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2 of 2 people found the following review helpful
on August 14, 2012
First thing to note about this film is that it is NOT made by the same guys that made your SX-70 and it is still in its experimental stages. You should gauge your expectations accordingly.

REVIEW: I like the film and it works great when properly used!

Some advice on using the film:

BUY/MAKE a light shield!!!! When your film arrives in the mail, you may be tempted to pop it in your camera and test it, but unless your camera has a light shield in place DO NOT insert the film pack, unless of course you want to waist the photos. I thought I could hold a film pack cover at the front and I'd be able to catch it so that no light would hit it...not so easy, and I waisted a photo. You can buy them at Amazon they have a few good options available. I took a Polaroid OneStep Express with the black rollout tounge and popped it off the front of the camera. I then inserted the base of the roll into the eject slot on my SX-70 and secured it in place with light tape, works beautifully, cost $2.00 from Goodwill and the results were phenomenal!!!

When I snap a picture I let the picture sort of hang at the eject slot. With the light shielding tongue covering the photo I place the camera on a flat surface and place a film pack cover over the tongue holding it in place lightly (be careful not to apply to much pressure as it will effect the turnout). Then slow lifting the camera the tongue slips out from under the film cover. This keeps light from hitting the photo.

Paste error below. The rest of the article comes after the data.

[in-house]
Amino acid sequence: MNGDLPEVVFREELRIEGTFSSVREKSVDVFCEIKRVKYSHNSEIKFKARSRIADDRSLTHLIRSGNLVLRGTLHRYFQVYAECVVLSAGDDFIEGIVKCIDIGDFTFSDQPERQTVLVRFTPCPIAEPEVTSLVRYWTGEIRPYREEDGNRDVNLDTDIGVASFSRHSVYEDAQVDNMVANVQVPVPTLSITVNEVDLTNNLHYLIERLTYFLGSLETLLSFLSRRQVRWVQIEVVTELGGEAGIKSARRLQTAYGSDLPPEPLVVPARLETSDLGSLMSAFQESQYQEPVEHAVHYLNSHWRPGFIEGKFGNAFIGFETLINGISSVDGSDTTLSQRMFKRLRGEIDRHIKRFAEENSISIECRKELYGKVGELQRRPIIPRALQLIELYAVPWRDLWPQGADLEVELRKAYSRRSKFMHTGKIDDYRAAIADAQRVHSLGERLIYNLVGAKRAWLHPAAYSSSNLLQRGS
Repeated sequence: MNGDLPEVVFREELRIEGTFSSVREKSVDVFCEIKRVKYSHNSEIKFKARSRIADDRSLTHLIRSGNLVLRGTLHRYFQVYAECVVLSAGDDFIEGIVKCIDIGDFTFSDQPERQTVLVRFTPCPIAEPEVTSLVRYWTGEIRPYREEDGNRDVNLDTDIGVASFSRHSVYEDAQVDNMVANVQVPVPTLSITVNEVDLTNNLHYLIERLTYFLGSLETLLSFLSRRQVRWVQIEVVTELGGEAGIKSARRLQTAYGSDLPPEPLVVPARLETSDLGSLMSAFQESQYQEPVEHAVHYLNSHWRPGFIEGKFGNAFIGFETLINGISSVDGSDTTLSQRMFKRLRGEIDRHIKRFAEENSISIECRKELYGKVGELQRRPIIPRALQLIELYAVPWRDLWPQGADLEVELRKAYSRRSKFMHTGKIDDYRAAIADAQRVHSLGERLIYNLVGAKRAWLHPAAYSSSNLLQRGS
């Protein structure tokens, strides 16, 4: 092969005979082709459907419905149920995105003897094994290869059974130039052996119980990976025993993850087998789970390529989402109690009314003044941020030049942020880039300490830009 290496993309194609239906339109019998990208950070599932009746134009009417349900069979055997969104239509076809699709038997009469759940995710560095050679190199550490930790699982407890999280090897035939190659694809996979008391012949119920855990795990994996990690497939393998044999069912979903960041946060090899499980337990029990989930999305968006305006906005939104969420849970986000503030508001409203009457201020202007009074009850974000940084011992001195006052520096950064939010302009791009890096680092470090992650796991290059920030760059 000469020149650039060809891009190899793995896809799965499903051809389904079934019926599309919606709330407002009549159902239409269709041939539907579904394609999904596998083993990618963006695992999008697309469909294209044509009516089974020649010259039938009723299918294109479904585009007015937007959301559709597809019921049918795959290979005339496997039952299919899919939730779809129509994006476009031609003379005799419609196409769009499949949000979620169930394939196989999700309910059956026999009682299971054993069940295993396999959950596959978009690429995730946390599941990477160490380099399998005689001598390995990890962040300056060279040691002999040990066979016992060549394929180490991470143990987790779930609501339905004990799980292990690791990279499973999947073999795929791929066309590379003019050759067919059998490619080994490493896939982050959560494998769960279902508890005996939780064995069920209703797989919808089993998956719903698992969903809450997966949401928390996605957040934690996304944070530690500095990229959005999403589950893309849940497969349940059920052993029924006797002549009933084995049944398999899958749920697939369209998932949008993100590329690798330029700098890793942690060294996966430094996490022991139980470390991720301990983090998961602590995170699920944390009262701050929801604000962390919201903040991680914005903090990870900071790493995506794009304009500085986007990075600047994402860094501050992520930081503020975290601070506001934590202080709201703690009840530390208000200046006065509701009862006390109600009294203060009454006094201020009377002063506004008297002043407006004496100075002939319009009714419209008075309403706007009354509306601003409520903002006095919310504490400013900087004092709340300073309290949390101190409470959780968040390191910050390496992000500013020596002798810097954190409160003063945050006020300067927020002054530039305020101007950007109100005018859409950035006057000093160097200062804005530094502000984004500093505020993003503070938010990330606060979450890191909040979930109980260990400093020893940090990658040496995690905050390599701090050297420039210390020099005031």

Leave the picture completely covered from light for the first 10 min or so. The instructions say 4-5 but I wait 10 to be on the safe side. The first 30 seconds are supposed to be the most crucial.

Finally, as I mentioned before this film is NOT the same as what you may remember from back in the day. It won't develop fully right before your eyes in seconds like it used to. Also don't "shake it like a Polaroid picture," instead, let it sit undisturbed like an Impossible Project expieramental film picture.

It can take up to 20 hours to completely develop depending on the film and There are tons of online tips for this film. Including how temperature will effect development time ect.

Overall I highly recommend this film especially over any attempt to use expired Polaroid film packs. I tried several expired packs and any packs before 2000 have been useless and a waist of money.

Good luck and happy shots!
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2 of 2 people found the following review helpful
on August 8, 2012
My camera has a long "frog tongue" that covers the photo when it spits out and then I grab it super fast and stick it in my pocket. The photos I've taken have all come out over exposed or slightly blurry, today I'm going to try to take my last 2 shots around 7pm in the shade in my back yard to see if I get anything usable. I'll post the link to the photos when that's done. I have mixed feelings about this film. It's hard to write a review for this film because it's not technically finished yet, this is experimental film. The problem is that it costs $25 for 8 shots ($3 a shot) and these old sx-70 film cameras are fickle. My personal results have been bad, really bad, 5 overexposed shots and 1 under exposed shot and like I said, I have 2 shots left. I hope I can get at least these last 2 shots to work.